.

.

Friday, December 30, 2011

Some Beaver Activity on the Lamprey River Floodplain

After exploring Rock Rimmon Hill on Tuesday, I took a quick detour before going home. There is a small parking area off from Route 87 in Epping, right next to its junction with Jacobs Well Road. The parking area meanders down next to a bridge over the Lamprey River. For years, I thought this parking area was for fisherman to use as a mini boat launch for canoes and kayaks. However, recently, I've noticed a small trail that runs parallel to the river when I drive by. Again, I figured this was just a small foot path for fisherman, but figured I would check it out anyway. I was pleasantly surprised to see that it was actually a path put in place and protected by Southeast Land Trust and the Lamprey River Watershed Association. 

 The Kiosk at the Parking Area

The Path

The kiosk at the parking area was pretty informative and gave some information about the ecosystem that took residence in this specific floodplain. There were two small, wooden boxes which looked like they held pamphlets or maps for visitors, but there were none there. I headed up the path and it seemed to follow the Lamprey River's winding banks. It wasn't long before I saw a ton of beaver activity. There were pointed tree stumps everywhere and there seemed to be many trees with fresh teeth marks. I'm not sure why, but I love finding beaver wood chips. I know they can be a nuisance, but I find these small creatures to be delightful. I've never run into one in nature before, but hope to someday. 

The Lamprey River from its Banks

One of the five stations...#2

Some Berries

Along the path, there were five station markers (marked 1-5) which I'm assuming went with the pamphlets or information that was originally provided at the kiosk. I can only imagine that this information explained the mechanics behind the floodplain terrain and possibly explained some of the vegetation in the area. I looked online for a bit to see if I could find an older PDF of what may have been supplied, but came up with nothing.

Beaver Activity

More Beaver Activity

Cool fungus growing from an old tree branch on the ground

Along the way, there were small pools of water that had frozen over, even though the river was running free. I was able to see a couple Eastern Bluebirds playing (not sure why they aren't south now!) and a few woodpeckers looking for a meal in some dead trees. I also noticed footprints over some slushy ice, most likely a chipmunk or squirrel I assume.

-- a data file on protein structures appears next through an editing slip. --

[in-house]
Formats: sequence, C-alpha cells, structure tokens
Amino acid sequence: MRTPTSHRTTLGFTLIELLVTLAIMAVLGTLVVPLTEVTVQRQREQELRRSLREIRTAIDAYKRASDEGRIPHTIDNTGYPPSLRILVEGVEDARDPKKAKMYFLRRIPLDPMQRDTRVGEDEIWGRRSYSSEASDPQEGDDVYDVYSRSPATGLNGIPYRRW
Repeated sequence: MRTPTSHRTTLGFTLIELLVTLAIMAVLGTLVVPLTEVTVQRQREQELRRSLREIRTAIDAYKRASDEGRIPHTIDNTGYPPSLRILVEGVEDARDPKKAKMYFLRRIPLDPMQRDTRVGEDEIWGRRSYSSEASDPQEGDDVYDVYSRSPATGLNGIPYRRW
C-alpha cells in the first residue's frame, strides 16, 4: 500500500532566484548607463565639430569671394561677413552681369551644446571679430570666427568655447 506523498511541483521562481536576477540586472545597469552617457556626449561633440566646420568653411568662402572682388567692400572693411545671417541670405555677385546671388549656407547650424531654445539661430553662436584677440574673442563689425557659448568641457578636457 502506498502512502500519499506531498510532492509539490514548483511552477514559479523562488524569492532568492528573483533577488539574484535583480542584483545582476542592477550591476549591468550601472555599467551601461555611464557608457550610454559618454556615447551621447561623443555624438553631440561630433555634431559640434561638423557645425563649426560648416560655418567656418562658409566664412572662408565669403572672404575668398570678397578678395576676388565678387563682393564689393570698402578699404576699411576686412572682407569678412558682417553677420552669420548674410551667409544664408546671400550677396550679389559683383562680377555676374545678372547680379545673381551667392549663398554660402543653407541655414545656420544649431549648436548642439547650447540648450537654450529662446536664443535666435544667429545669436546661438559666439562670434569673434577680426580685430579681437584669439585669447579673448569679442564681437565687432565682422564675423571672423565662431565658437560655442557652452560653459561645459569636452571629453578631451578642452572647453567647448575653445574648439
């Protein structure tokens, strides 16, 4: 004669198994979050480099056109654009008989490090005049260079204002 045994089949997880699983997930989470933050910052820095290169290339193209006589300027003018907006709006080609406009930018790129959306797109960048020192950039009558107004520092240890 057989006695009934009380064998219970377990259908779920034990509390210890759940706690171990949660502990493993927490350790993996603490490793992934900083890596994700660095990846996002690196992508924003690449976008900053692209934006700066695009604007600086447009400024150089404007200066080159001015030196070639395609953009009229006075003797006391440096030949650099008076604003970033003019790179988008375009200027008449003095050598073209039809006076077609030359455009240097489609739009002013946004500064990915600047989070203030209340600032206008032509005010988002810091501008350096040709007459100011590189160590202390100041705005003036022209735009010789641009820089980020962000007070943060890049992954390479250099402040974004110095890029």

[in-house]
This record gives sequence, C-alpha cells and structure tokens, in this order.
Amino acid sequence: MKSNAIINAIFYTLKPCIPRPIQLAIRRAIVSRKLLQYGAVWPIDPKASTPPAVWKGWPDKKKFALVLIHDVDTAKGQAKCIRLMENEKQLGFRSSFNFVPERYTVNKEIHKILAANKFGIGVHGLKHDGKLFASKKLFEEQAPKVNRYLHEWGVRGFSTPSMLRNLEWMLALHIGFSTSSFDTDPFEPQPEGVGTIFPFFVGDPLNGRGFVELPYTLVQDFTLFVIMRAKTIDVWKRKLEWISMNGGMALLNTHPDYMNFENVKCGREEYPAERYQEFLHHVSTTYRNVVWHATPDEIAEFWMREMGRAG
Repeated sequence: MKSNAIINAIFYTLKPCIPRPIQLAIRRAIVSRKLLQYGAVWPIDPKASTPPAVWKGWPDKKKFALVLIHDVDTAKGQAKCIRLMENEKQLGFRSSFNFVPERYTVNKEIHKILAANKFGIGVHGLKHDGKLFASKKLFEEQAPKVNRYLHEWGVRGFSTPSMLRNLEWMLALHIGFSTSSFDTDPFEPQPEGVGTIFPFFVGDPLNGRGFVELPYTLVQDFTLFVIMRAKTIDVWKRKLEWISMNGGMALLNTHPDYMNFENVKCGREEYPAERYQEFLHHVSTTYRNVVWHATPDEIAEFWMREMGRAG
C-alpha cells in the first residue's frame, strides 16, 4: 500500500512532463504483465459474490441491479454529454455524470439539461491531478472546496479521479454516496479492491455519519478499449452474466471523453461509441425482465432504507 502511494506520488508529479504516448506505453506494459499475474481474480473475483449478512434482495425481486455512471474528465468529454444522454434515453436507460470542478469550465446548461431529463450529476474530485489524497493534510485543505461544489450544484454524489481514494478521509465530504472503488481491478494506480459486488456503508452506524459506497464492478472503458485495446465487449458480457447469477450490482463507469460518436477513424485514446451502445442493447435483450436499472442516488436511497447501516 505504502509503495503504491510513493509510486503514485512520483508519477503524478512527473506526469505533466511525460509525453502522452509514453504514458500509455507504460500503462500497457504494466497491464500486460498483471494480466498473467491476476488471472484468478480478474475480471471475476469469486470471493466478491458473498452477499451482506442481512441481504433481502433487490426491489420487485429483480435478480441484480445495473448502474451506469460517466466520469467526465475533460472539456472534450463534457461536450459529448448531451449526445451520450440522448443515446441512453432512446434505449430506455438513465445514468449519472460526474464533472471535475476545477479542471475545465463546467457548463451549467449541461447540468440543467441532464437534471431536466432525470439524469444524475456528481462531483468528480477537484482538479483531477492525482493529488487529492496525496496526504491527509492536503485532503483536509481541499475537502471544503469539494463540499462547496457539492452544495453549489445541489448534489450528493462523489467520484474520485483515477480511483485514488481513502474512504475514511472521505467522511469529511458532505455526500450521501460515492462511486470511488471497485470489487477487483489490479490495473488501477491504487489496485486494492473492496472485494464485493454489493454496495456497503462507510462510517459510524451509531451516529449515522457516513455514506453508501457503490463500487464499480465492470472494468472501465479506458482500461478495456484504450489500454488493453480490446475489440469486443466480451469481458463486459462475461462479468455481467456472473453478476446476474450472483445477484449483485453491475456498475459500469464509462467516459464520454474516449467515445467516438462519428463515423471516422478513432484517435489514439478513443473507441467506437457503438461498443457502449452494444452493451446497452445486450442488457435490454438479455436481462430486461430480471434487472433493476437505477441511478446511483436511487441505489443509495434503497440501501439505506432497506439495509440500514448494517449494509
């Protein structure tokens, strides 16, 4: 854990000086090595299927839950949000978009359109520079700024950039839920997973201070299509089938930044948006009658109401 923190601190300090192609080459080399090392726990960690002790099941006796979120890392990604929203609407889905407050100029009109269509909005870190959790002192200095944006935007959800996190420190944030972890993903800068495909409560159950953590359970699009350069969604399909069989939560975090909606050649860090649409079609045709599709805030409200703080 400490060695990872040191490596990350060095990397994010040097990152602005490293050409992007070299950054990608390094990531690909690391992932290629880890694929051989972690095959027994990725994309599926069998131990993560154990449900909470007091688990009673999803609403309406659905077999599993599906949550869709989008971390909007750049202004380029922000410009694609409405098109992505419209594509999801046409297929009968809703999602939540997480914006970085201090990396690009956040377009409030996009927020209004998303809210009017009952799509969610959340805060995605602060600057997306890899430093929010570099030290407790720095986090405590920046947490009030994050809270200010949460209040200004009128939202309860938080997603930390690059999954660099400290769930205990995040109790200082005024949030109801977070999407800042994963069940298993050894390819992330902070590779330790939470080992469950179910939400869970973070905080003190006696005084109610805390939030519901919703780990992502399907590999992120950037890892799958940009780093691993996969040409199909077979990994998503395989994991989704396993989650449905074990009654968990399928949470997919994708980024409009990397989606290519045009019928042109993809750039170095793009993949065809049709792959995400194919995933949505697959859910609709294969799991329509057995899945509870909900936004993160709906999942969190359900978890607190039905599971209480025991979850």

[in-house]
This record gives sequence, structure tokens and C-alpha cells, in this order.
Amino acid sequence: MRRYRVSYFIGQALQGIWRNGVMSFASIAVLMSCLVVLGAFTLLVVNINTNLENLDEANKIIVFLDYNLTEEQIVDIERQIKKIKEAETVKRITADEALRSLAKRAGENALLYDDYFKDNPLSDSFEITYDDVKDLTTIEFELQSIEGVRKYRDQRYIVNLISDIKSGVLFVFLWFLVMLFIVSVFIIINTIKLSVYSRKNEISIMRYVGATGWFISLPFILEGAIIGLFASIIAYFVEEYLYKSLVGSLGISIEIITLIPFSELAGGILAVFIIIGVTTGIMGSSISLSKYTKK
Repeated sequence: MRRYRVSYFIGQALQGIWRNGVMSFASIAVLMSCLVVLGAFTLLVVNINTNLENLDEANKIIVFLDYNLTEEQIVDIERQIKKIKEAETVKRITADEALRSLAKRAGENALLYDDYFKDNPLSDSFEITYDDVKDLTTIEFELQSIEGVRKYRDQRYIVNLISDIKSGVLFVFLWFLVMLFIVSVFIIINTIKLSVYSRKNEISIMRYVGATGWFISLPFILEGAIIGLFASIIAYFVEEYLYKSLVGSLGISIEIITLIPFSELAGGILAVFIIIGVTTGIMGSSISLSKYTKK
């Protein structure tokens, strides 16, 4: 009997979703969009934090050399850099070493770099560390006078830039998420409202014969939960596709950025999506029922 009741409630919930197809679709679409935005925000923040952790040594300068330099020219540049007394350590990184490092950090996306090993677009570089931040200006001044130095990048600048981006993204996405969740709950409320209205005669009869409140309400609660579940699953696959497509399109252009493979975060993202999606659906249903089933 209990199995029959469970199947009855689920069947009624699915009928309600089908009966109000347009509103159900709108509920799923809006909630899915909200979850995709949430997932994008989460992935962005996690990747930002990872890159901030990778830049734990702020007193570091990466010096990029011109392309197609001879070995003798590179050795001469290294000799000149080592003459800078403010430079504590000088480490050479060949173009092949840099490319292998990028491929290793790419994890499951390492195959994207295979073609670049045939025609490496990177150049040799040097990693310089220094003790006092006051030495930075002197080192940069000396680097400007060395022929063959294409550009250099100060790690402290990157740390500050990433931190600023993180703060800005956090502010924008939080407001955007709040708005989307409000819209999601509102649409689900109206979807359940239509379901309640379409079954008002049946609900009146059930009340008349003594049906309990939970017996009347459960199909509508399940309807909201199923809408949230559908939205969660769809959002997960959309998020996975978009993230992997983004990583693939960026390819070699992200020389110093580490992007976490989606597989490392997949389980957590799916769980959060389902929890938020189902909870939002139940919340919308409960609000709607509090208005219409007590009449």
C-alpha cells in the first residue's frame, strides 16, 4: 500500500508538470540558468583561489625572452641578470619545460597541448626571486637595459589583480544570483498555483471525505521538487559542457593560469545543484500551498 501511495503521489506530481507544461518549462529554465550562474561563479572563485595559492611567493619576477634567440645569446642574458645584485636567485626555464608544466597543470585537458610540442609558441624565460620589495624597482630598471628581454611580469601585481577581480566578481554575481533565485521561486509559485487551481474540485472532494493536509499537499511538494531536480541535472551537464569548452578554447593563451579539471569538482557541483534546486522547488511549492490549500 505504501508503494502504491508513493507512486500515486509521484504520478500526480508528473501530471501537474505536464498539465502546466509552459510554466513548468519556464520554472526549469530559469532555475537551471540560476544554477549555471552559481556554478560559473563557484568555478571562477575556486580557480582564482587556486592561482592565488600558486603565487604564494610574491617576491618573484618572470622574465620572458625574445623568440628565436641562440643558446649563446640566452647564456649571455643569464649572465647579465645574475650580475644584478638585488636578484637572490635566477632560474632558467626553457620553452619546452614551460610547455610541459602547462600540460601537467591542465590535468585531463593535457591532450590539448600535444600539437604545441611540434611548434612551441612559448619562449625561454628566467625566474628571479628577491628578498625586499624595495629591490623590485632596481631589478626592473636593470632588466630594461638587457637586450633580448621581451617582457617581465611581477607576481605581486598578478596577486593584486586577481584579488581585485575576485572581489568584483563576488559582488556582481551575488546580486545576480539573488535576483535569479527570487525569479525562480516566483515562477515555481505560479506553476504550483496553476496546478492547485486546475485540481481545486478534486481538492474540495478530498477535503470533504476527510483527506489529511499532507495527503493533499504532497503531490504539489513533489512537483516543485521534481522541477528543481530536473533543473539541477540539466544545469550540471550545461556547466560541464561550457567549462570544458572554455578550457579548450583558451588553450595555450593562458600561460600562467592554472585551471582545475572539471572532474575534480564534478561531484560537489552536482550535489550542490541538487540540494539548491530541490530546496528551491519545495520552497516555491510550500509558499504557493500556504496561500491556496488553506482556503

They Lamprey River from its Banks

Eastern Bluebird Playing

Finally, on my way out, I spotted some green near the path. These green leaves appeared to be a violet plant. I'm not sure why a plant like this is still green and seemingly, doing well in the colder weather.


An old beaver stump with scrub growing up it

What I believe are squirrel or chipmunk tracks

What I believe is a violet plant, still green in the cold weather

I thought this was really a cool little find. It was by no means a "hike", as the path was only 1/4 mile long at best. But there was a lot to notice, even in this winter month. I can only imagine how beautiful and vibrant this ecosystem is in the spring and summer months. I assume it is filled with wildflowers and birds. I will surely head back to check it out in April or May.

Share/Bookmark

5 comments:

  1. You won't forget the first time a beaver slaps the water with his tail because you got too close! It's very surprising and will scare the bejeebers out of you if you aren't aware of it.

    Great pics and nice find. Looks like a little gem. Thanks for sharing.

    ReplyDelete
  2. Nice little trip - I love the fact that you found all sorts of interesting things. We sometimes get the mind set that winter is "dead" and there's not much to see, but you've found plenty. The fungus is certainly cool, according to my N. American Mushroom Guide, it most likely is a Little Nest Polypore. The guide says that you'll see from June-Nov. and that is does overwinter; grows on elm and other deciduous wood.

    ReplyDelete
  3. Wow, in this hike you saw birds that didn't go south and green plants! Is our ecosystem telling us that winter is canceled this year and spring is starting early?

    ReplyDelete
  4. Hi Casey - Thanks! I hope to see a beaver someday in nature. I think they are really amazing creatures to be able to take down large trees the way they do. Many in my area think they are nuisances for understandable reasons.

    Hi Summerset - Thanks for the info Summerset! I need to get a mushroom guide. I have one for wildflowers, but mushrooms are just as interesting to me.

    Hi Grant - I agree...winter is starting waaaayyyy too late this year...which most likely means it will hang around much longer too. Let's hope not!

    Hi Stephanie - Thanks, I thought it was a cool photo. These types of mushrooms are never that picturesque, but this one seemed to be.

    ReplyDelete